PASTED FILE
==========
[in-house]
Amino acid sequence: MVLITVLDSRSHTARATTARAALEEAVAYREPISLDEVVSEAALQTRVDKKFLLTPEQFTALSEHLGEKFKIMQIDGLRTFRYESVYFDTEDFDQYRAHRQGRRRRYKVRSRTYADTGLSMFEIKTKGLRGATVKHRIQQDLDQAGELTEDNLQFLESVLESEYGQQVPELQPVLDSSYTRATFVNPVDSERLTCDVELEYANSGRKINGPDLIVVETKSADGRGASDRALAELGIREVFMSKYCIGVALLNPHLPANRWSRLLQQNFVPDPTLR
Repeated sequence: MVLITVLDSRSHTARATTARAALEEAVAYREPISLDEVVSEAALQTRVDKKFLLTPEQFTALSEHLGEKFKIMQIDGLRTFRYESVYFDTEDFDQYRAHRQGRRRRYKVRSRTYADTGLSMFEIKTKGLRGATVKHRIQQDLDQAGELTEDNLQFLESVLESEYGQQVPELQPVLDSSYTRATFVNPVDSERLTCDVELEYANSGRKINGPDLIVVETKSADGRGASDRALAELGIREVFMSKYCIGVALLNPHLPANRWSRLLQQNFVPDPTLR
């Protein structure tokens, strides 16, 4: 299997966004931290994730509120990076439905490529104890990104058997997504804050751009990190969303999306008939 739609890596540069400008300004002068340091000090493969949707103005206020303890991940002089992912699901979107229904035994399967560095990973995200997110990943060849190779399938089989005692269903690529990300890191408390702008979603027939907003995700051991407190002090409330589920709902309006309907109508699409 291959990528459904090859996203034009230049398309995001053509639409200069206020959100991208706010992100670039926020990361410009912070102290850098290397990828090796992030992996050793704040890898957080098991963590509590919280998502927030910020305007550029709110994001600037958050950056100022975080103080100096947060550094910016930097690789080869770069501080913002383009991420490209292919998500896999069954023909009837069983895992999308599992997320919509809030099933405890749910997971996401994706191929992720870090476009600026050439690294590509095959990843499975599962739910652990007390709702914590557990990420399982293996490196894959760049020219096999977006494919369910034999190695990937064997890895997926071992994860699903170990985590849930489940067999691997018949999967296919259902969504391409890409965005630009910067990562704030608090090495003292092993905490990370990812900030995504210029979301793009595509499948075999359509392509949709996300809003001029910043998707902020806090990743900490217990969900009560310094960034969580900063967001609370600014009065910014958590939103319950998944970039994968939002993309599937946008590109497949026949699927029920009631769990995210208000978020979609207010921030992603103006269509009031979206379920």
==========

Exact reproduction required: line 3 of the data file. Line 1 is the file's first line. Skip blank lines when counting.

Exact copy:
Repeated sequence: MVLITVLDSRSHTARATTARAALEEAVAYREPISLDEVVSEAALQTRVDKKFLLTPEQFTALSEHLGEKFKIMQIDGLRTFRYESVYFDTEDFDQYRAHRQGRRRRYKVRSRTYADTGLSMFEIKTKGLRGATVKHRIQQDLDQAGELTEDNLQFLESVLESEYGQQVPELQPVLDSSYTRATFVNPVDSERLTCDVELEYANSGRKINGPDLIVVETKSADGRGASDRALAELGIREVFMSKYCIGVALLNPHLPANRWSRLLQQNFVPDPTLR